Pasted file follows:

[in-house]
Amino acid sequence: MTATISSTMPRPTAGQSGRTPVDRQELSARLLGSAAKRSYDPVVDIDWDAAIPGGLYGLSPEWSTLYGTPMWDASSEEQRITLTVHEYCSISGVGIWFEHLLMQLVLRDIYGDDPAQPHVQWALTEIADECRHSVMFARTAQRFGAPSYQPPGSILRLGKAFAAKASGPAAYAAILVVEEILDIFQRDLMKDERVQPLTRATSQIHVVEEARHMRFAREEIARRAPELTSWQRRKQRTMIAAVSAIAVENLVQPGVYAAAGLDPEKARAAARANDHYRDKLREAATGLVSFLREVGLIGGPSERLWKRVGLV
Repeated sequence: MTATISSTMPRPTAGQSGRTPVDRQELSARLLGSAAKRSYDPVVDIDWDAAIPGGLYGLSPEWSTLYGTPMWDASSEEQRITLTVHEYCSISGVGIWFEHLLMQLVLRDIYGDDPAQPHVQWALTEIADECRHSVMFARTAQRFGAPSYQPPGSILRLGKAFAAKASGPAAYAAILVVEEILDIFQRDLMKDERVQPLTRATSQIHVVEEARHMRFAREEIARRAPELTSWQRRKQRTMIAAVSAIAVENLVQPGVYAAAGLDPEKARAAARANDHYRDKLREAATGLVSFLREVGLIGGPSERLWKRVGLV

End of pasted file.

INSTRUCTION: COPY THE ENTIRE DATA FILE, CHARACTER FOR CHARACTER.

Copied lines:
[in-house]
Amino acid sequence: MTATISSTMPRPTAGQSGRTPVDRQELSARLLGSAAKRSYDPVVDIDWDAAIPGGLYGLSPEWSTLYGTPMWDASSEEQRITLTVHEYCSISGVGIWFEHLLMQLVLRDIYGDDPAQPHVQWALTEIADECRHSVMFARTAQRFGAPSYQPPGSILRLGKAFAAKASGPAAYAAILVVEEILDIFQRDLMKDERVQPLTRATSQIHVVEEARHMRFAREEIARRAPELTSWQRRKQRTMIAAVSAIAVENLVQPGVYAAAGLDPEKARAAARANDHYRDKLREAATGLVSFLREVGLIGGPSERLWKRVGLV
Repeated sequence: MTATISSTMPRPTAGQSGRTPVDRQELSARLLGSAAKRSYDPVVDIDWDAAIPGGLYGLSPEWSTLYGTPMWDASSEEQRITLTVHEYCSISGVGIWFEHLLMQLVLRDIYGDDPAQPHVQWALTEIADECRHSVMFARTAQRFGAPSYQPPGSILRLGKAFAAKASGPAAYAAILVVEEILDIFQRDLMKDERVQPLTRATSQIHVVEEARHMRFAREEIARRAPELTSWQRRKQRTMIAAVSAIAVENLVQPGVYAAAGLDPEKARAAARANDHYRDKLREAATGLVSFLREVGLIGGPSERLWKRVGLV